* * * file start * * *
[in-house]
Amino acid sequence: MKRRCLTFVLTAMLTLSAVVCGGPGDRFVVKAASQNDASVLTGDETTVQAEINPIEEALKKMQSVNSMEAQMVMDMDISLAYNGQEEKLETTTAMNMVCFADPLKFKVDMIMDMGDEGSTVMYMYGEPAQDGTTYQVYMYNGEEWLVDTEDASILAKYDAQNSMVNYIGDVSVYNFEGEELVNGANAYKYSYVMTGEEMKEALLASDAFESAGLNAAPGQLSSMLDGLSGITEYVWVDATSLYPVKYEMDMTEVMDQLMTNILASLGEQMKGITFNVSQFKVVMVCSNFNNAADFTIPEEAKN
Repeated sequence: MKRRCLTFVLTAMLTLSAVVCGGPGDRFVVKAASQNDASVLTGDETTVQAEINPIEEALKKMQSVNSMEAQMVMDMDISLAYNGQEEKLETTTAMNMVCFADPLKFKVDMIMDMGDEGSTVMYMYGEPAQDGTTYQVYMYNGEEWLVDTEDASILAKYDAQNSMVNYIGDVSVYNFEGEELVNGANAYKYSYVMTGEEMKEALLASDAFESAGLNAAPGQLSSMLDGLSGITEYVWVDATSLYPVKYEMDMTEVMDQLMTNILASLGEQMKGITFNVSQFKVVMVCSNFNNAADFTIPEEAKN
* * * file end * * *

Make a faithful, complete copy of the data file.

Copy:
[in-house]
Amino acid sequence: MKRRCLTFVLTAMLTLSAVVCGGPGDRFVVKAASQNDASVLTGDETTVQAEINPIEEALKKMQSVNSMEAQMVMDMDISLAYNGQEEKLETTTAMNMVCFADPLKFKVDMIMDMGDEGSTVMYMYGEPAQDGTTYQVYMYNGEEWLVDTEDASILAKYDAQNSMVNYIGDVSVYNFEGEELVNGANAYKYSYVMTGEEMKEALLASDAFESAGLNAAPGQLSSMLDGLSGITEYVWVDATSLYPVKYEMDMTEVMDQLMTNILASLGEQMKGITFNVSQFKVVMVCSNFNNAADFTIPEEAKN
Repeated sequence: MKRRCLTFVLTAMLTLSAVVCGGPGDRFVVKAASQNDASVLTGDETTVQAEINPIEEALKKMQSVNSMEAQMVMDMDISLAYNGQEEKLETTTAMNMVCFADPLKFKVDMIMDMGDEGSTVMYMYGEPAQDGTTYQVYMYNGEEWLVDTEDASILAKYDAQNSMVNYIGDVSVYNFEGEELVNGANAYKYSYVMTGEEMKEALLASDAFESAGLNAAPGQLSSMLDGLSGITEYVWVDATSLYPVKYEMDMTEVMDQLMTNILASLGEQMKGITFNVSQFKVVMVCSNFNNAADFTIPEEAKN